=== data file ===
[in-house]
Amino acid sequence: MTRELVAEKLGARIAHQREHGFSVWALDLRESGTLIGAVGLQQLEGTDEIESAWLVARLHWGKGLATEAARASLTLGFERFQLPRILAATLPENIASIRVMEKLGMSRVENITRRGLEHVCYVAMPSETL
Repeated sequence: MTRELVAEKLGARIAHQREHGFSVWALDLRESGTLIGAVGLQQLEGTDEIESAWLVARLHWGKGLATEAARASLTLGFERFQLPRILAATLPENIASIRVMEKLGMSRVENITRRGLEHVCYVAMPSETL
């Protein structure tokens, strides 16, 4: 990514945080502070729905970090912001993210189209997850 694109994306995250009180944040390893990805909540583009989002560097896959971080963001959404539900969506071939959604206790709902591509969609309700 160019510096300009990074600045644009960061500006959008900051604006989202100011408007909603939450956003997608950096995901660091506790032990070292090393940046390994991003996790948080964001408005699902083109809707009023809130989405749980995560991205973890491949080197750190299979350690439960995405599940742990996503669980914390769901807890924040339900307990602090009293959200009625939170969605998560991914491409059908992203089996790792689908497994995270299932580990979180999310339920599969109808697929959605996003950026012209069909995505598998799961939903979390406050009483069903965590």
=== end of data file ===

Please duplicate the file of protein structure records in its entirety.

[in-house]
Amino acid sequence: MTRELVAEKLGARIAHQREHGFSVWALDLRESGTLIGAVGLQQLEGTDEIESAWLVARLHWGKGLATEAARASLTLGFERFQLPRILAATLPENIASIRVMEKLGMSRVENITRRGLEHVCYVAMPSETL
Repeated sequence: MTRELVAEKLGARIAHQREHGFSVWALDLRESGTLIGAVGLQQLEGTDEIESAWLVARLHWGKGLATEAARASLTLGFERFQLPRILAATLPENIASIRVMEKLGMSRVENITRRGLEHVCYVAMPSETL
């Protein structure tokens, strides 16, 4: 990514945080502070729905970090912001993210189209997850 694109994306995250009180944040390893990805909540583009989002560097896959971080963001959404539900969506071939959604206790709902591509969609309700 160019510096300009990074600045644009960061500006959008900051604006989202100011408007909603939450956003997608950096995901660091506790032990070292090393940046390994991003996790948080964001408005699902083109809707009023809130989405749980995560991205973890491949080197750190299979350690439960995405599940742990996503669980914390769901807890924040339900307990602090009293959200009625939170969605998560991914491409059908992203089996790792689908497994995270299932580990979180999310339920599969109808697929959605996003950026012209069909995505598998799961939903979390406050009483069903965590």